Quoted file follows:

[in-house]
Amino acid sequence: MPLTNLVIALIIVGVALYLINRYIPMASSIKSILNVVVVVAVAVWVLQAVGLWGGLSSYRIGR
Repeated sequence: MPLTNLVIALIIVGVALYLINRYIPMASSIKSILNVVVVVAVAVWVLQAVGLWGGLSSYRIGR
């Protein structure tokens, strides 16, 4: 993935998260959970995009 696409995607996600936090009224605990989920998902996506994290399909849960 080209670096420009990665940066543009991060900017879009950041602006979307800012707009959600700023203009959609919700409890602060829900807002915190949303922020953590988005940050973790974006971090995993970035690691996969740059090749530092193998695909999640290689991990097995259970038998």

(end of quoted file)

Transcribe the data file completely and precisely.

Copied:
[in-house]
Amino acid sequence: MPLTNLVIALIIVGVALYLINRYIPMASSIKSILNVVVVVAVAVWVLQAVGLWGGLSSYRIGR
Repeated sequence: MPLTNLVIALIIVGVALYLINRYIPMASSIKSILNVVVVVAVAVWVLQAVGLWGGLSSYRIGR
């Protein structure tokens, strides 16, 4: 993935998260959970995009 696409995607996600936090009224605990989920998902996506994290399909849960 080209670096420009990665940066543009991060900017879009950041602006979307800012707009959600700023203009959609919700409890602060829900807002915190949303922020953590988005940050973790974006971090995993970035690691996969740059090749530092193998695909999640290689991990097995259970038998």